The power to control litigation in the company’s name is normally vested in the board of directors. This gives rise to a conflict of interest whenever some or all of the directors breach their duties. In such a situation, the board’s decision whether or not to litigate is potentially tainted because the wrongdoers are part of the decision-making process. The board as a whole is therefore an unsuitable decision-making body and the following question arises: who should decide whether it is in the company’s interest to initiate litigation against the alleged wrongdoers? There are a number of different persons and bodies in which the decision-making power could be vested. The British approach is the reversion of management power to the shareholders in general meeting and, in certain restricted situations, the availability of the derivative action brought by a shareholder on behalf of the company. Both mechanisms give rise to significant difficulties.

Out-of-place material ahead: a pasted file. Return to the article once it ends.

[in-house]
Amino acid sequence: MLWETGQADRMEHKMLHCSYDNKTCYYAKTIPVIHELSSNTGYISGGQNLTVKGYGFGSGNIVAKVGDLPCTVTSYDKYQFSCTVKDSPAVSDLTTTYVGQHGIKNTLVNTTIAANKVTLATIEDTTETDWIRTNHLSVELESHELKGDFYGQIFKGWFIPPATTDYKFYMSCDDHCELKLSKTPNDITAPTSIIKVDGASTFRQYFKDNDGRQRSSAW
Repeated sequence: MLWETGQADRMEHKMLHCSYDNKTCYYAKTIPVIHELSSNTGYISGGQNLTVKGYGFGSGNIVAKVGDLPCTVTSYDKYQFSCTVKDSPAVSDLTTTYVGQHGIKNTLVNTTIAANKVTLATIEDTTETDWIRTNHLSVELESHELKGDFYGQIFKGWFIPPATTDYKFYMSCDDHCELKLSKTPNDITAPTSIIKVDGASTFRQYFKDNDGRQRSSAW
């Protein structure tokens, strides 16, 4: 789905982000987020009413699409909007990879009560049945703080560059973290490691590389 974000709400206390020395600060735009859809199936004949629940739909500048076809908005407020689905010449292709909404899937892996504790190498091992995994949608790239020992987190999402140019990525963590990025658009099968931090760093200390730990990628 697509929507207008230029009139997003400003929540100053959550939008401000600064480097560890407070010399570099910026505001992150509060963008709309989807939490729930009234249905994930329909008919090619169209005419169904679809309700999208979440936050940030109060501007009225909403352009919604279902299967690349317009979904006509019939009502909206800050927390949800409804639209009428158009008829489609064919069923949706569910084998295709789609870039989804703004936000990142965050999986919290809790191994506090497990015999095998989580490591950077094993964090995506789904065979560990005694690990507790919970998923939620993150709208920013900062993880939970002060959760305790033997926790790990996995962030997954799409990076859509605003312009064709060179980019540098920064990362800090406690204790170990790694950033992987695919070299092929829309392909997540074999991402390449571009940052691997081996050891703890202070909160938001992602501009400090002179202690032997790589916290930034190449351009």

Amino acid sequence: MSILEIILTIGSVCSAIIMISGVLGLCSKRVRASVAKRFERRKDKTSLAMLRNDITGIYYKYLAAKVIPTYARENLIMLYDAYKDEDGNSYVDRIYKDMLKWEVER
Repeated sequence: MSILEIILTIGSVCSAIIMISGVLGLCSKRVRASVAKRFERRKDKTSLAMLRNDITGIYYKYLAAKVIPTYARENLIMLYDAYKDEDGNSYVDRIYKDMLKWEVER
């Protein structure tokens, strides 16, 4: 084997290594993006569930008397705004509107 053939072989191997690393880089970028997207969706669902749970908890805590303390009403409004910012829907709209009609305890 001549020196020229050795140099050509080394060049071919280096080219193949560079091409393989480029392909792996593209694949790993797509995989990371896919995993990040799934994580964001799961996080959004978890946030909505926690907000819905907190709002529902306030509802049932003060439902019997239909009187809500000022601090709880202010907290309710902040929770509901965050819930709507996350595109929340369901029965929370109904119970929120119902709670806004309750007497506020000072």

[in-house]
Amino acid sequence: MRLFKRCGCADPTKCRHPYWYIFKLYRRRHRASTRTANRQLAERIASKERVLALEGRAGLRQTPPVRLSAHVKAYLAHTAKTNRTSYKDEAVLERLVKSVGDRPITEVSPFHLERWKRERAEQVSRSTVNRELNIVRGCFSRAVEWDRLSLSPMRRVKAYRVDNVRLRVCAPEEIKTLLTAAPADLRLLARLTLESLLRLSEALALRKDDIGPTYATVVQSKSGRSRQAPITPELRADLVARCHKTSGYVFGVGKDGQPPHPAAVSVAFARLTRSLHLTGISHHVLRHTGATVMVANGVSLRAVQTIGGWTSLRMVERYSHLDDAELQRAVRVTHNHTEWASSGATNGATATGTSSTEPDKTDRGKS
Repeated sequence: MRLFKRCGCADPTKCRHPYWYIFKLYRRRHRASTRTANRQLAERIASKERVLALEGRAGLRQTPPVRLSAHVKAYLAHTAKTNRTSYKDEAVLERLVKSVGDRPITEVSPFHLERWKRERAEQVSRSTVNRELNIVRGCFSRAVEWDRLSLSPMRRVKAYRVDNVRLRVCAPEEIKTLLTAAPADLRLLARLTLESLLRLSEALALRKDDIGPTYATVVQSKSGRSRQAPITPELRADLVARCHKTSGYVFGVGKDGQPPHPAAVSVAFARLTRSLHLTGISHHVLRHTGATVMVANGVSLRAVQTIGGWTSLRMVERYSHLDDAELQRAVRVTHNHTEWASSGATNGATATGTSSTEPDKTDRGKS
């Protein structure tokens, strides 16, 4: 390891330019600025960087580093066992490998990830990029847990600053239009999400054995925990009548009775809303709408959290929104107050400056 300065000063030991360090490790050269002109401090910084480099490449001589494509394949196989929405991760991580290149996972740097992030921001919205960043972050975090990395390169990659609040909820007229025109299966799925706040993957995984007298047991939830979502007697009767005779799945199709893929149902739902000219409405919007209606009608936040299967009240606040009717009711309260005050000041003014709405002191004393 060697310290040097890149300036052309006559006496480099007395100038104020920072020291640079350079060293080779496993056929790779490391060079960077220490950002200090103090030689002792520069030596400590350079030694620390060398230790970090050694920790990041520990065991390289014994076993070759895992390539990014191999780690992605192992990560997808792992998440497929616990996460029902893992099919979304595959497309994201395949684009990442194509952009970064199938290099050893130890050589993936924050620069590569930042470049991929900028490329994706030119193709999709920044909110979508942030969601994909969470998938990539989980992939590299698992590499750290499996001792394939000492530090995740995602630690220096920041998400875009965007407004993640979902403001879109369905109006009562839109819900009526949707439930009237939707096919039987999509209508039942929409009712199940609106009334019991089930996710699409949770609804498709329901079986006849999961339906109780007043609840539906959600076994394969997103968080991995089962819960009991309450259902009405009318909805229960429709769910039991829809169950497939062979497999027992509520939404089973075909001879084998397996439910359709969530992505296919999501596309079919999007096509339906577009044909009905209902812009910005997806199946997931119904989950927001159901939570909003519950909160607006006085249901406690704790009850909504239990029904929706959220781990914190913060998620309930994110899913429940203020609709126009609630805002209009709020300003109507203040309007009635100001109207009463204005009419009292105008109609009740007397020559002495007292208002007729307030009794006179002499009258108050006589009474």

This book begins by explaining the board’s conflict of interest, sets out a theoretical framework of legal strategies that cover the whole range of approaches to deal with it and analyses their strengths and weaknesses. The analysis consists of an assessment and comparison of four models of the enforcement of directors’ duties, which are based on the current law and reform proposals in Britain and Germany. Particular reference is made to recent case law and its practical implications.